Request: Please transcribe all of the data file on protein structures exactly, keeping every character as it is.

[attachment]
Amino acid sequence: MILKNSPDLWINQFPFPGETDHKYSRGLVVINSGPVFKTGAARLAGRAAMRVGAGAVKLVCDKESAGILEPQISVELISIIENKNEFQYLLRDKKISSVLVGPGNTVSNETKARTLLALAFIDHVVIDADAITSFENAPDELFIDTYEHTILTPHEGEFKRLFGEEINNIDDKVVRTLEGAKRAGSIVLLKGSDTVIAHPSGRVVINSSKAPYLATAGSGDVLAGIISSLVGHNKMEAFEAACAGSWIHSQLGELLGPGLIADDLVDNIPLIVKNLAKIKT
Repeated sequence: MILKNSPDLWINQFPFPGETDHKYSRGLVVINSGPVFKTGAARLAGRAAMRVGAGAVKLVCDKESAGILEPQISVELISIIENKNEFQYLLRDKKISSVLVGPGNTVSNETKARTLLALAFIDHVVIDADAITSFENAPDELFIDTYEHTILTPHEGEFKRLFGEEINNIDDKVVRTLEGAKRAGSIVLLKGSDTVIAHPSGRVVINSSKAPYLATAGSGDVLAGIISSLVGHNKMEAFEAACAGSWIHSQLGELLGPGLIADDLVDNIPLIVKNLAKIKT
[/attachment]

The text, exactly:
Amino acid sequence: MILKNSPDLWINQFPFPGETDHKYSRGLVVINSGPVFKTGAARLAGRAAMRVGAGAVKLVCDKESAGILEPQISVELISIIENKNEFQYLLRDKKISSVLVGPGNTVSNETKARTLLALAFIDHVVIDADAITSFENAPDELFIDTYEHTILTPHEGEFKRLFGEEINNIDDKVVRTLEGAKRAGSIVLLKGSDTVIAHPSGRVVINSSKAPYLATAGSGDVLAGIISSLVGHNKMEAFEAACAGSWIHSQLGELLGPGLIADDLVDNIPLIVKNLAKIKT
Repeated sequence: MILKNSPDLWINQFPFPGETDHKYSRGLVVINSGPVFKTGAARLAGRAAMRVGAGAVKLVCDKESAGILEPQISVELISIIENKNEFQYLLRDKKISSVLVGPGNTVSNETKARTLLALAFIDHVVIDADAITSFENAPDELFIDTYEHTILTPHEGEFKRLFGEEINNIDDKVVRTLEGAKRAGSIVLLKGSDTVIAHPSGRVVINSSKAPYLATAGSGDVLAGIISSLVGHNKMEAFEAACAGSWIHSQLGELLGPGLIADDLVDNIPLIVKNLAKIKT